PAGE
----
To achieve any success in reducing the burden of NTDsthere must be more appropriate ODA funding to supportongoing programmes and for research and development of new tools, drugs, diagnostics and vaccines. In addition togovernments, changing this bias is the responsibility of both prospective recipients and donors.
Issues in health policy and the impact on NTDs
NTDs have received more drug donations from pharma-ceuticalcompaniesthananyotherpublichealthinitiatives. Public
private partnerships have successfully distrib-uted donated ivermectin in onchocerciasis eliminationefforts since 1987, and this method has now been appliedto provide albendazole, donated by GlaxoSmithKline andMectizan, donated by Merck and Co. Inc., for lymphaticﬁlariasis through the Mectizan Donation Programme.Numerous charities, pharmaceutical companies, inter-national programmes and non-governmental organis-ations (NGOs) are involved with various NTDs, eachoffering different opinions on the best strategies to tackletheseproblems.TheGlobalNetworkforNeglectedTropicalDiseasesandtheWHODepartmentforControlofNeglectedTropical Diseases have been set up recently to focus onadvocacy and integrating control efforts. Mass drug administration (MDA) through preventive chemotherapyis the recommended method for helminth management,but at present programmes are inadequately coordinatedto ensure efﬁcient delivery. Drugs to control NTDs throughMDA have been found to be safe in speciﬁc combinations(albendazole, mectizan and praziquantel) and coadminis-tration is less expensive, potentially increasing coverage. Combining NTD interventions with existing malariaprogrammes can reduce duplication of work and unecono-mical management, especially where there is geo-graphical overlap in disease distribution. Increased vectorcontrol can reduce transmission of lymphatic ﬁlariasis inareas where
is the main vector. For inte-grated control methods to be effective there must also beconcurrentmappingofareasatrisk,monitoringtoevaluatethe impact of programmes and surveillance after the inter-vention has been discontinued.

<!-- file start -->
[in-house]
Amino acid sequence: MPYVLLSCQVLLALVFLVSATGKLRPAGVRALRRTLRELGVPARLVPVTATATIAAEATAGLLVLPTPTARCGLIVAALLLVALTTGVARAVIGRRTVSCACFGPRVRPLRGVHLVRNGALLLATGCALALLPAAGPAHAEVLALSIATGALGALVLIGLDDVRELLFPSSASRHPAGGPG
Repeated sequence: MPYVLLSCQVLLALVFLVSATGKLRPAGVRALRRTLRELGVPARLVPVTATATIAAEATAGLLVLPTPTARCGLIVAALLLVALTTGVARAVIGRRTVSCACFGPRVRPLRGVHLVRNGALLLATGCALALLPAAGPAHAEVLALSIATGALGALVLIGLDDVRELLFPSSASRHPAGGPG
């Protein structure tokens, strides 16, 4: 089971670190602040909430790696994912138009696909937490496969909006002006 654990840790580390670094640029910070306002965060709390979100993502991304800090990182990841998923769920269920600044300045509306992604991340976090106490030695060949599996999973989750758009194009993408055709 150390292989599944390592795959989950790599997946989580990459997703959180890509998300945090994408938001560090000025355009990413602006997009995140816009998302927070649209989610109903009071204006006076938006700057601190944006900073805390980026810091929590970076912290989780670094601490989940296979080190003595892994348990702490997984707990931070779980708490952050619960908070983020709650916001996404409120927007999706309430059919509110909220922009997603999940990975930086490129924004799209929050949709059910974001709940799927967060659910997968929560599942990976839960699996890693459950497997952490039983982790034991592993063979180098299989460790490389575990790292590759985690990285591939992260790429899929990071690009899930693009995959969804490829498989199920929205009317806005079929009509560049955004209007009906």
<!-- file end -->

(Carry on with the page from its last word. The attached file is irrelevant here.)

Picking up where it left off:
No magic bullet
To achieve integrative control, it is essential that differentgroups, such as health services, communities, pharmaceu-ticalcompaniesandNGOscooperateandformpartnershipsin order to work together effectively. Furthermore, inrural areas with poor infrastructure we must prioritiseaccess to essential medicines. Interventions for these con-ditionshavebeendescribedasthe‘lowhangingfruit’,asmany NTDs have existing, efﬁcacious treatments that aredonatedbypharmaceuticalcompaniesona long-term basis(Table 2). Theseare highly cost effectiveand lead to an
increase in economic productivity and decrease suscepti-bility to other diseases[8,11]. The treatment of NTDs inschool children is a top priority to avoid the subsequentimpact on education and growth restriction. We must buildonrelationshipswithdrugcompaniessuchasMerckandCo.who have donated ivermectin to treat onchocerciasis forover 20 years, GlaxoSmithKline’s long-term pledge of albendazoleforlymphaticﬁlariasisandJohnson&Johnsonwho have come forward and promised donations to treat
Table 1. The 37 key NTDs
, hookworm infection
, strongyloidiasis,toxocariasis and larva migrans, lymphaticﬁlariasis
, food-borne trematodiases,taeniasis cysticercosis, echinococcosisBacterial infections:Bartonellosis, bovine tuberculosis, buruli ulcer
,leptospirosis, relapsing fever, rheumatic fever, trachoma
,treponematosesFungal infections:mycetoma, paracoccidiomycosisProtozoan infections:leishmaniasis
, Chagas disease
, human African trypanosomiasis
,amoebiasis, giardiasis, balantidiasisViral infections:dengue fever, yellow fever, Japanese encephalitis, rabies,haemorrhagic feversEctoparasitic infections:scabies, myiasis, tungiasis
13 core neglected tropical diseases.
Table 2. Overview of NTD drug donation programs active 2003 to 2007
Disease Donated drug Donor company Duration of program Amount of drugs donated 2003 to 2007
Onchocerciasisivermectin Merck & Co., Inc. 1987 to open-ended 990 million tablets
Lymphatic ﬁlariasisivermectin Merck & Co., Inc. 1998 to 2020 385 million tablets
Lymphatic ﬁlariasisalbendazole GlaxoSmith-Kline 1998 to 2020 602 million tabletsTrachomaazithromycin Pﬁzer 1998 to open-ended 266 million tablets
Leprosymultidrug therapy Novartis 2000 to 2010 NAHuman Africantrypanosomiasispentamidine, melarsoprol,eﬂornithineSanoﬁ-Aventis 2001 to 2011 NA (total of 940 000 vials 2001 to 2006)Human Africantrypanosomiasissuramin Bayer Healthcare 2002 to 2012 NASchistosomiasispraziquantel MedPharm NA
NA (14 million tablets 2004)Chagas diseasenifurtimox Bayer Healthcare 2004 to 2012 NA (500 000 tablets 2004 to 2005;2.5 million tablets pledged 2007 to 2012)Soil-transmittedhelminthiasismebendazole Johnson & Johnson 2006 to open-ended NA (30 million tablets 2006)
NA, not available.
330 million treatments, 3 tablets per treatment.
195 million treatments, 3 tablets per treatment.
70 million treatments, 3.8 tablets per treatment.
Trends in Parasitology
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